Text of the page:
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Monday, November 12, 2012

PTSD Research Honors All Veterans

Today is Veterans Day. Many will honor our Veterans by participating in community events, volunteering at a Veterans Administration hospital, visiting a cemetery to honor the fallen, or reaching out to thank Veterans for their years of service. There will be a few who really don't know the history of Veterans Day.
"On the 11th hour of the 11th day of the 11th month of 1918 an armistice between Germany and the Allied nations came into effect. On November 11, 1919, Armistice Day was commemorated for the first time. In 1919, President Wilson proclaimed the day should be 'filled with solemn pride in the heroism of those who died in the country’s service and with gratitude for the victory'".
We sometimes confuse Veterans Day with Memorial Day. Veterans Day is not to be confused with Memorial Day; Veterans Day celebrates the service of all U.S. military veterans, while Memorial Day is a day of remembering the men and women who died while serving.

PTSD research is another way to honor our Veterans

It may seem odd to consider scientific research as an honor to our Veterans, but when you think about this it is true. Many scientist work tirelessly to perfect research in the field of medicine to discover new ways to save lives on the battlefield discovering new surgical techniques and procedures to immediately react to the visible wounds. However, just as many research scientist work to study the invisible wounds like post traumatic stress disorder (PTSD).  Many people often wonder why some people are affected by PTSD and others are not. Perhaps even in our own families we have wondered about this, recognizing that brothers and sisters will volunteer for service and one or more may return with PTSD and the others do not.

New study looks at brain anatomy as it relates to PTSD

On November 5, 2012, the results of a new study were published in the Archives of General Psychiatry: Amygdala Volume Changes in Posttraumatic Stress Disorder in a Large Case-Controlled Veterans Group.  Here are some details of the study:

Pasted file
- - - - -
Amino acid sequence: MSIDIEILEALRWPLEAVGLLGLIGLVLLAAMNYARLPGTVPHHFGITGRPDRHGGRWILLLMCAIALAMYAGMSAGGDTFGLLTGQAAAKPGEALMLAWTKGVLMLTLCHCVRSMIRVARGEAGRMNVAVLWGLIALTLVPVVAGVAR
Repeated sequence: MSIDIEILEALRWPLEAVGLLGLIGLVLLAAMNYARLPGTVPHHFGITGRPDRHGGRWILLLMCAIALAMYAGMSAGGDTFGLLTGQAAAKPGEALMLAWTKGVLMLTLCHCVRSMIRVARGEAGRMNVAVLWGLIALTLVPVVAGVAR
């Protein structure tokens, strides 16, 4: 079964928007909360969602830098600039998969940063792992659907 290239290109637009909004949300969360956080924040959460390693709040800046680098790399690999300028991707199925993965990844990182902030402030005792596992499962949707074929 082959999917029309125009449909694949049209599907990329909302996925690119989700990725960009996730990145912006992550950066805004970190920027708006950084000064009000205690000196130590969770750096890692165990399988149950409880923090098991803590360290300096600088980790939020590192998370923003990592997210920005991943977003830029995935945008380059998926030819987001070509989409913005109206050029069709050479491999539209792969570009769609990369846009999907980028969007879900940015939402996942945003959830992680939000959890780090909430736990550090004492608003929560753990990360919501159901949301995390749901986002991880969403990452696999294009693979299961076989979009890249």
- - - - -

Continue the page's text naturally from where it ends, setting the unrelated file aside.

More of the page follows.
• The lead author was Dr. Rajendra Morey, assistant professor of psychiatry at Duke University
  • The setting for this study was the Durham Veterans Affairs Medical Center
  • 200 patients, all combat veterans, were studied. All had served in Iraq or Afghanistan after September 11, 2001 
  • 99, roughly one-half, of the patients had a current diagnosis of PTSD
  • 100 of the patients had also been exposed to trauma, but did not have a diagnosis of PTSD
  • The authors also controlled statistically for the important potential confounds of alcohol us, depression, and medication use. 

The study's findings

According to the Courier Journal article, the study indicated:
"In combat veterans with post-traumatic stress disorder, the area of the brain that controls fear and anxiety responses is much smaller than normal, according to a new study. The finding is the first to provide evidence that a smaller amygdala is associated with post-traumatic stress disorder (PTSD), but it's not clear whether this smaller size is caused by PTSD or whether people with a smaller amygdala are more likely to develop PTSD."

One step closer...

Research is like most things in life...it happens one step at a time.  As Dr. Morey points out in the study's conclusions: Our results may trigger a renewed impetus for investigating structural differences in the amygdala, its genetic determinants, its environmental modulators, and the possibility that it reflects an intrinsic vulnerability to PTSD.

Learn a bit more about Veterans Day from The History Channel 

If you are having trouble viewing the video, you can see it here.

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